Fort Ross State Historic Park is situated along a pristine section of Northern California coastline. Once a Russian settlement from the mid-1800s that served as a base for northern Pacific trade, Fort Ross must have been a bustling place.
Today, Fort Ross is quite sublime, but an interesting and well kept timeless reminder of early Russian immigration into the United States. From the lofty fort towers, one can see the expanse of the Pacific Ocean from this outpost that was primarily established to hunt sea otters during the California Fur Rush.
When the sea otter population was decimated, the Russians tried to grow food here to supply other forts in Alaska. Unfortunately, they found out that coastal Sonoma County wasn’t good for wheat and sold the fort to John Sutter, known for his association with the California Gold Rush.
Later, in 1906, the fort was deeded to what would become today’s California State Parks Commission and is now on the National Register of Historic Places.
Things to See Fort Ross
After arriving at the Park, and paying a modest fee, guests will want to first stop at the visitor’s center, which offers historical about the fort, as well as a small gift shop, and some interesting interpretive displays on the area’s previous inhabitants.
Because the fort was home to a unique blend of cultural groups during the Russian American Company occupancy, including Russians, Creoles, Native Alaskans, and Kashaya and Coast Miwok Native Americans, often local tribes sell goods including native foods inside the center.
Beyond the visitors center, the fort is comprised of several buildings, six of which are open for visitors to explore both inside and out. The highlight being the Rotchev House located in the northwest area of the compound.
Built circa 1836, it is the only remaining original building and is where Alexander Rotchev, the last manager of Fort Ross. lived with his family. Inside it is full of century clothing, toys, and furnishings.
Along with the Rotchev House are several other buildings that have been reconstructed, including the first Russian Orthodox chapel south of Alaska, the stockade, and four other buildings called the Kuskov House, the Officials Barracks, and two corner blockhouses.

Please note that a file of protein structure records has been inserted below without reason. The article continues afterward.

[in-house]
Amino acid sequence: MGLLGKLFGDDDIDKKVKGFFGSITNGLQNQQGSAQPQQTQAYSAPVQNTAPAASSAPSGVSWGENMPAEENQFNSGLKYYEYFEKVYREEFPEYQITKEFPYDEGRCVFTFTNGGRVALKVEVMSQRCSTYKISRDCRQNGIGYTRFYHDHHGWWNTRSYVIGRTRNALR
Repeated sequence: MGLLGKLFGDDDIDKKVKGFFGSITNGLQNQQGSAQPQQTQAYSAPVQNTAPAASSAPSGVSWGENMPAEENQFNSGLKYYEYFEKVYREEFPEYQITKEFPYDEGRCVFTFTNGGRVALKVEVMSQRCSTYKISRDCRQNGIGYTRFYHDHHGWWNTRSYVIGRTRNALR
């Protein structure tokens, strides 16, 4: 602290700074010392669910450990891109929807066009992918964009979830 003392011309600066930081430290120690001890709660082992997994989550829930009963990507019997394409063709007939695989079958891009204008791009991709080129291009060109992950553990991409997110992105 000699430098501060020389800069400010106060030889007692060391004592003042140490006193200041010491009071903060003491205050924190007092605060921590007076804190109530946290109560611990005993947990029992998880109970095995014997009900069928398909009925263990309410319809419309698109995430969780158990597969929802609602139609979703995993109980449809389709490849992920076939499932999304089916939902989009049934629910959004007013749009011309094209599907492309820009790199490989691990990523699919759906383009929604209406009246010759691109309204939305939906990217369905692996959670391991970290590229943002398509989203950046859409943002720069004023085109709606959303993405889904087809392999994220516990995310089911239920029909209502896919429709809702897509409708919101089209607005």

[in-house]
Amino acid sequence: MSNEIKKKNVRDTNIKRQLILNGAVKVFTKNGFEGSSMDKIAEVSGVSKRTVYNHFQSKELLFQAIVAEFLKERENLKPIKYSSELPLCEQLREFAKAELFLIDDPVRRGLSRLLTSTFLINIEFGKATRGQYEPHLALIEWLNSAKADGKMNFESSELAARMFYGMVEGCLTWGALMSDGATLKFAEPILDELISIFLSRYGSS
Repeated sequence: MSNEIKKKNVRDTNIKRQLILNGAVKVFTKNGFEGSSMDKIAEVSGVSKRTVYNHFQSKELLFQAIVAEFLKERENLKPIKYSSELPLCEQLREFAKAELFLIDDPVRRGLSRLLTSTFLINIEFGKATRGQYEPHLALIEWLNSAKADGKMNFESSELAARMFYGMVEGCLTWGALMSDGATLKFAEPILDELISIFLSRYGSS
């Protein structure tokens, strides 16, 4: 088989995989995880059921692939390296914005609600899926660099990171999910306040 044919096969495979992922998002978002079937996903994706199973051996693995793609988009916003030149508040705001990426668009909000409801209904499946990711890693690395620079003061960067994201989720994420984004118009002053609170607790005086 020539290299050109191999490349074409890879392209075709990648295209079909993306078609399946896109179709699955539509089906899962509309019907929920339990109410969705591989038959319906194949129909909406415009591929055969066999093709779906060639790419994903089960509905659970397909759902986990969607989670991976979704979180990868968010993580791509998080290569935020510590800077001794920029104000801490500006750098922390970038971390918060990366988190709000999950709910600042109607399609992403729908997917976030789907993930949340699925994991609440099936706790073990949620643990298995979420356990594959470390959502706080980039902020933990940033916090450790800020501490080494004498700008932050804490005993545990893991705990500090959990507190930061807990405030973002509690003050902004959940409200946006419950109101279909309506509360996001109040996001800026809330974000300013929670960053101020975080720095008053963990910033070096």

Call Ranch House Fort Ross
Just north of the fort is the Call Ranch house and several other small buildings that represent the American ranch-era, which followed after possession of Fort Ross passed from Sutter to George W. Call in 1903. The Call Ranch house is open the first weekend of each month.
Besides the Fort itself and is magnificent structures, Fort Ross State Park offers picnic facilities and even a campground. Picnic tables are located near the visitor center, the Call Ranch House, in the historic compound, and at nearby Sandy Cove beach.
Sandy Cove Beach
There are also plenty of marked hiking trails in the area and some great place for fishing for abalone and rockfish. Open from April through November, Reef Campground is located two miles south of Fort Ross and has 21 primitive campsites. There is a walking trail connecting the campground and Fort Ross SHP, and no reservations are required.
Fort Ross Festival
Volunteers wearing period pieces and Russian style clothes offer guided tours, musket and cannon demonstrations, as well as blacksmithing, spinning, needlework, cooking, metalworking, woodworking, rope making and candle making presentations. Fort Ross Events.
Getting to Fort Ross
Fort Ross is located at 19005 Highway 1, 12 miles north of the town of Jenner and approximately 2 hours and 30 minutes from downtown San Francisco, and 3 hours west of Sacramento.
Admission varies throughout the year, and if you pay for admission to any of the State Parks along the Sonoma Coast, you get free admission into the rest of the parks that same day.